Incendies Blu-ray Review

The opening scene has a striking image; a young boy’s head being shaved to the tune of Radiohead’s “You and Whose Army?”. It is among the many compelling moments found in Incendies, a French-Canadian production that was nominated for the 2010 Academy Award for Best Foreign Film, unfortunately losing to the dismal In a Better World. It is a chilling story written for the screen and directed by Denis Villeneuve, and adapted from the play written by Wajdi Mouawad.

After Nawal (Lubna Azabal) dies, her two twins, Janine (Mélissa Désormeaux-Poulin) and Simon (Maxim Gaudette), are bequeathed instructions to deliver two letters, one to a father whom they have never met, and a brother they never knew existed. Simon initially rebuffs the quest, but Janine chooses the mission without hesitation. The film unfolds by cutting across two time periods; the past, their mother’s journey looking for her son; and the present, where Janine follows her mother’s journey decades later.

The film places the civil war between Christians and Muslims in Lebanon as an extensive external struggle. It is a struggle that the film depicts as a curse for either religion. In this world, war surrounds everything and everyone, and Nawal, despite being given a fantastic chance to escape the memory of a child she had to give up, chose to leave the virtues of education to look for that very son. Nawal’s story explores fatalism and off-beat chances that exist in this world.

Incendies in French translates to fire in English, although the name of the English language version of the play is Scorched. Regardless, either title is fitting for the film’s content and form. Much of the violence and war in the film depicts this scorched mentality. The Lebanese civil war is shown as brutal and unforgiving, and the cinematography refuses to look away at atrocious events and mentalities shown in the film.

It is stunning how such a film that makes use of the war-torn, dry, and merciless regions of the Middle East was initially a play. Director Denis Villeneuve has placed the characters into settings that are as soulless as the violence and terrorism found in the film. Many scenes are distant and cold, making use of wide spaces and slow movement of the camera to emphasize the bleak content through form. Incendies is a stunning film with a chilling conclusion that speaks loudly, yet is told with such effortlessness that the punch lands hard, so hard that it ripples long after the film is finished.

The picture quality of Incendies is well represented by the High Definition format. While there is a lack of vibrant color in most places, the film’s depth of an impoverished nation is explored through the camera work, and this release presents the desolate world and violence remarkably. Tremendous care was taken to capture the images of this film and the Blu-ray certainly provides the spectator at home with a close rendering of the world created here.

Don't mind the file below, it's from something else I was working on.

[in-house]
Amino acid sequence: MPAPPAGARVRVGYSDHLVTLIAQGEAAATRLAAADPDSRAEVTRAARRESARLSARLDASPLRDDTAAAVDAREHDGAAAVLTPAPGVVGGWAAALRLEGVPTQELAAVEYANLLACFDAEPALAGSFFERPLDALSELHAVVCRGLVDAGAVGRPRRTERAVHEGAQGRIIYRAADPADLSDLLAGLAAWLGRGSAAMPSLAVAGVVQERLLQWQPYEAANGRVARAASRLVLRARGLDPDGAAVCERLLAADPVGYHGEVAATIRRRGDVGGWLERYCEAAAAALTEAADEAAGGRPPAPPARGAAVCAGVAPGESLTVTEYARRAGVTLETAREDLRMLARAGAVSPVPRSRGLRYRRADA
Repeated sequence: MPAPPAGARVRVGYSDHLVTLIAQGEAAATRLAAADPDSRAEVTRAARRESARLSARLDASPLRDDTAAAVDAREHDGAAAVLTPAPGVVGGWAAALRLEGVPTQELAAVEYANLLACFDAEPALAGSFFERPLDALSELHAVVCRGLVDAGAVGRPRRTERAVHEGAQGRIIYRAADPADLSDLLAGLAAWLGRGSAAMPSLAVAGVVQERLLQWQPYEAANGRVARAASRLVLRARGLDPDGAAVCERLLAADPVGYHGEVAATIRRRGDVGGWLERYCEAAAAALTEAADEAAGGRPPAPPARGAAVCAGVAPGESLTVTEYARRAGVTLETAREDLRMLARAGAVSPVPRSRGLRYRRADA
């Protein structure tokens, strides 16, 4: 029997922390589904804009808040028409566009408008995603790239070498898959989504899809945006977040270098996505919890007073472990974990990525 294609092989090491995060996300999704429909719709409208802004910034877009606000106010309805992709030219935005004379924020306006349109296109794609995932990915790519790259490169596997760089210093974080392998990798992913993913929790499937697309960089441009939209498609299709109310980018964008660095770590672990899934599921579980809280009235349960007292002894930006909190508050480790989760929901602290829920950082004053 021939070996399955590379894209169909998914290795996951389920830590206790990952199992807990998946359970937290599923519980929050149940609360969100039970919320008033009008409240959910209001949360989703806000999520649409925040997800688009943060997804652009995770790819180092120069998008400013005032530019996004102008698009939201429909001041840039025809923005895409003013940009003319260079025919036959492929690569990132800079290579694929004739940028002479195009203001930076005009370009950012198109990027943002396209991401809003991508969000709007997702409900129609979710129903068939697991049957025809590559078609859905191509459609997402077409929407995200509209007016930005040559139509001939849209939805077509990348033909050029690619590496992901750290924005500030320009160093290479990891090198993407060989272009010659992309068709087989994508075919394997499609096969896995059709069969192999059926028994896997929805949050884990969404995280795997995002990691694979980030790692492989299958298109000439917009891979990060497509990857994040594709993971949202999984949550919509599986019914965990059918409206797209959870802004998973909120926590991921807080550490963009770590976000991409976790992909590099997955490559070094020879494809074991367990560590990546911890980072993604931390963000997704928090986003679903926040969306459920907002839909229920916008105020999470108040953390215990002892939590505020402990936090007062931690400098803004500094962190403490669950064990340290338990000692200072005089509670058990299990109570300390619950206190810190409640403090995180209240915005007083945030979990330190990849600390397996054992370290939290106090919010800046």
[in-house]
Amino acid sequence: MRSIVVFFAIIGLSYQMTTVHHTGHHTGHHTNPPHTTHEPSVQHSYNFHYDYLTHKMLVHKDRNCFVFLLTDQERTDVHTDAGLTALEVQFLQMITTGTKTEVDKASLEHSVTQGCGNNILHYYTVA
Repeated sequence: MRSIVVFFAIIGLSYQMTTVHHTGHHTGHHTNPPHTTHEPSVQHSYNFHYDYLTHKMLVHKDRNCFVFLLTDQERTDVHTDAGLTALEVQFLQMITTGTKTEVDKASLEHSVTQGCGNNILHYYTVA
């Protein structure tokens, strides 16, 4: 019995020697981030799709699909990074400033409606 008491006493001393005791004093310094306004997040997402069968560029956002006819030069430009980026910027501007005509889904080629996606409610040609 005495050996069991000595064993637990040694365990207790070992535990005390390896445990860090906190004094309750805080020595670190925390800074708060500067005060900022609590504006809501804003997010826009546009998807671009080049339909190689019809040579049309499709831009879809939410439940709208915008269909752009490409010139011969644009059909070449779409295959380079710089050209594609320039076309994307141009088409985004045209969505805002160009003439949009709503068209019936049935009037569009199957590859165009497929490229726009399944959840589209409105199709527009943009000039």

The film’s dialogue is split between Arabic and French with English subtitles. The audio is of adequate quality, but the moments of violence are staggering. As stated before, “You and Whose Army?” makes an appearance as a leitmotif of the film, of which I cannot make meaning at this time. However, its inclusion is one of the first ways in which the film links the First-world with the Third.

While the supplemental material is merely made up of a typical director’s commentary and the theatrical  trailer, the Blu-ray release contains a telling documentary. “Remembering the Ashes: Incendies Through Their Eyes” is beyond a behind-the-scenes documentary, it links the extras who worked on set in Jordan (where the scenes in Lebanon were filmed). This compelling documentary includes accounts from both children and adults, many of whom are living as refugees in Jordan from surrounding warring nations such as Iraq, Syria, Lybia, and much more. They recount their past traumas directly to the camera and they use their anxieties of the past in their brief but significant parts as extras.

How Incendies lost to In A Better World for the Foreign Oscar is no longer a mystery now. Incendies is a much tougher pill to swallow. It is bleak, contains little hope, and examines the cruelty of fate. In A Better World has a much more uplifting ending, and its themes of homegrown terrorism resonates with American audiences, and the Academy-voting members. Incendies, while primarily taking place in Lebanon, it is a world entirely unfamiliar, despite the civil war has many links to America’s current political policies. Furthermore, North African and Middle Eastern turmoil and democratic uprisings should give this film more weight nearly a year after its initial release, weight that should carry on for years to come.

Aaron Weiss lives in Savannah, Georgia and is currently a student at the Savannah College of Art & Design pursuing a Masters Degree in Cinema Studies. He also writes movie reviews and film criticism for CinemaFunk, and writes progressive rock reviews for ProgSnobs.